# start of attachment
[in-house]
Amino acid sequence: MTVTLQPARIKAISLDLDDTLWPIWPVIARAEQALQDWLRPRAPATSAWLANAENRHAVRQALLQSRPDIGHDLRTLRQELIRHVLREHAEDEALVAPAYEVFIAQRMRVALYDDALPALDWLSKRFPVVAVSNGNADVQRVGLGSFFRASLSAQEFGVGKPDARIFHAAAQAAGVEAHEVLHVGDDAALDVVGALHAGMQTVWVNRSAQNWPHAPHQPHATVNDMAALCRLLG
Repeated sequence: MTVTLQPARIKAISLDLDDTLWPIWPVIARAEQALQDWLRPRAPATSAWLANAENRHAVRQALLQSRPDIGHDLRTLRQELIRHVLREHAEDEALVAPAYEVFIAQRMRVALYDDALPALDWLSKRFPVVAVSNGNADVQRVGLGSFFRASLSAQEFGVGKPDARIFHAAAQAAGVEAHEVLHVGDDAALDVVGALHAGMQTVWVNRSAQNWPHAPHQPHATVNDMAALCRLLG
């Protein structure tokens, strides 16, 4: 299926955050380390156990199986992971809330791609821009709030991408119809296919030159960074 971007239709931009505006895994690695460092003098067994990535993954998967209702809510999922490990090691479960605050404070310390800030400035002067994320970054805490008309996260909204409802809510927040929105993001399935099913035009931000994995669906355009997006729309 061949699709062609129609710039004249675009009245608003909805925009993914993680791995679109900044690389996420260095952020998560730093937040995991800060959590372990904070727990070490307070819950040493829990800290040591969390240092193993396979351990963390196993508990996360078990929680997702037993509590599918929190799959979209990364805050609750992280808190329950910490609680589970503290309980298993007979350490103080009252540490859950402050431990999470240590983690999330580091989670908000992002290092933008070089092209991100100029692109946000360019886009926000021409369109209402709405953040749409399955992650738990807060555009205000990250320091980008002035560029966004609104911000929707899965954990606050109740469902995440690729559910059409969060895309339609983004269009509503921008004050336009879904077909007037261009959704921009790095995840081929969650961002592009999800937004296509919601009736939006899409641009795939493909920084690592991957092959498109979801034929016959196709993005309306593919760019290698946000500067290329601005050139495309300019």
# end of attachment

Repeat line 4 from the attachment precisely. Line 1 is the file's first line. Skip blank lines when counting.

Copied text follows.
């Protein structure tokens, strides 16, 4: 299926955050380390156990199986992971809330791609821009709030991408119809296919030159960074 971007239709931009505006895994690695460092003098067994990535993954998967209702809510999922490990090691479960605050404070310390800030400035002067994320970054805490008309996260909204409802809510927040929105993001399935099913035009931000994995669906355009997006729309 061949699709062609129609710039004249675009009245608003909805925009993914993680791995679109900044690389996420260095952020998560730093937040995991800060959590372990904070727990070490307070819950040493829990800290040591969390240092193993396979351990963390196993508990996360078990929680997702037993509590599918929190799959979209990364805050609750992280808190329950910490609680589970503290309980298993007979350490103080009252540490859950402050431990999470240590983690999330580091989670908000992002290092933008070089092209991100100029692109946000360019886009926000021409369109209402709405953040749409399955992650738990807060555009205000990250320091980008002035560029966004609104911000929707899965954990606050109740469902995440690729559910059409969060895309339609983004269009509503921008004050336009879904077909007037261009959704921009790095995840081929969650961002592009999800937004296509919601009736939006899409641009795939493909920084690592991957092959498109979801034929016959196709993005309306593919760019290698946000500067290329601005050139495309300019």